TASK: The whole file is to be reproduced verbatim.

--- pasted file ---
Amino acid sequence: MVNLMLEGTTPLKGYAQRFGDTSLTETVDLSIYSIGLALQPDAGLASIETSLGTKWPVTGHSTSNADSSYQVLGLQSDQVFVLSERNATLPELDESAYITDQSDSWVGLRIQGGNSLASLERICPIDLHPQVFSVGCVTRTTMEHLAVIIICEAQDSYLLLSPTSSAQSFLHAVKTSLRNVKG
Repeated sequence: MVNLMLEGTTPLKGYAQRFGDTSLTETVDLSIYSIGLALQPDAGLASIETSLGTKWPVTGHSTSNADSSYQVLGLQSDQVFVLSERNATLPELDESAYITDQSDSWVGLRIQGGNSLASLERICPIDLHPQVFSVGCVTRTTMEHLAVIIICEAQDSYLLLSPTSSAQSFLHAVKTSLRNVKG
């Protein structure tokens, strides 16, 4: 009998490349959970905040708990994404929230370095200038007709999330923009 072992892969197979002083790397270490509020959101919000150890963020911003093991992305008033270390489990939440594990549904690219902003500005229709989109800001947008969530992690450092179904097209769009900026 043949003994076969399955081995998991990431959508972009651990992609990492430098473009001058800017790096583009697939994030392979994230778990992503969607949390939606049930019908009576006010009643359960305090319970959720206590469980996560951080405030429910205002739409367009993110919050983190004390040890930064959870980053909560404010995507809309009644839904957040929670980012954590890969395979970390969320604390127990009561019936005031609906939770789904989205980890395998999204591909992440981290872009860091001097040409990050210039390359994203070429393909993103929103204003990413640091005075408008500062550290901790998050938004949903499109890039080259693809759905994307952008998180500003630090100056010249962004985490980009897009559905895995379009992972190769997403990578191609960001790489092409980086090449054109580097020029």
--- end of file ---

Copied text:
Amino acid sequence: MVNLMLEGTTPLKGYAQRFGDTSLTETVDLSIYSIGLALQPDAGLASIETSLGTKWPVTGHSTSNADSSYQVLGLQSDQVFVLSERNATLPELDESAYITDQSDSWVGLRIQGGNSLASLERICPIDLHPQVFSVGCVTRTTMEHLAVIIICEAQDSYLLLSPTSSAQSFLHAVKTSLRNVKG
Repeated sequence: MVNLMLEGTTPLKGYAQRFGDTSLTETVDLSIYSIGLALQPDAGLASIETSLGTKWPVTGHSTSNADSSYQVLGLQSDQVFVLSERNATLPELDESAYITDQSDSWVGLRIQGGNSLASLERICPIDLHPQVFSVGCVTRTTMEHLAVIIICEAQDSYLLLSPTSSAQSFLHAVKTSLRNVKG
């Protein structure tokens, strides 16, 4: 009998490349959970905040708990994404929230370095200038007709999330923009 072992892969197979002083790397270490509020959101919000150890963020911003093991992305008033270390489990939440594990549904690219902003500005229709989109800001947008969530992690450092179904097209769009900026 043949003994076969399955081995998991990431959508972009651990992609990492430098473009001058800017790096583009697939994030392979994230778990992503969607949390939606049930019908009576006010009643359960305090319970959720206590469980996560951080405030429910205002739409367009993110919050983190004390040890930064959870980053909560404010995507809309009644839904957040929670980012954590890969395979970390969320604390127990009561019936005031609906939770789904989205980890395998999204591909992440981290872009860091001097040409990050210039390359994203070429393909993103929103204003990413640091005075408008500062550290901790998050938004949903499109890039080259693809759905994307952008998180500003630090100056010249962004985490980009897009559905895995379009992972190769997403990578191609960001790489092409980086090449054109580097020029």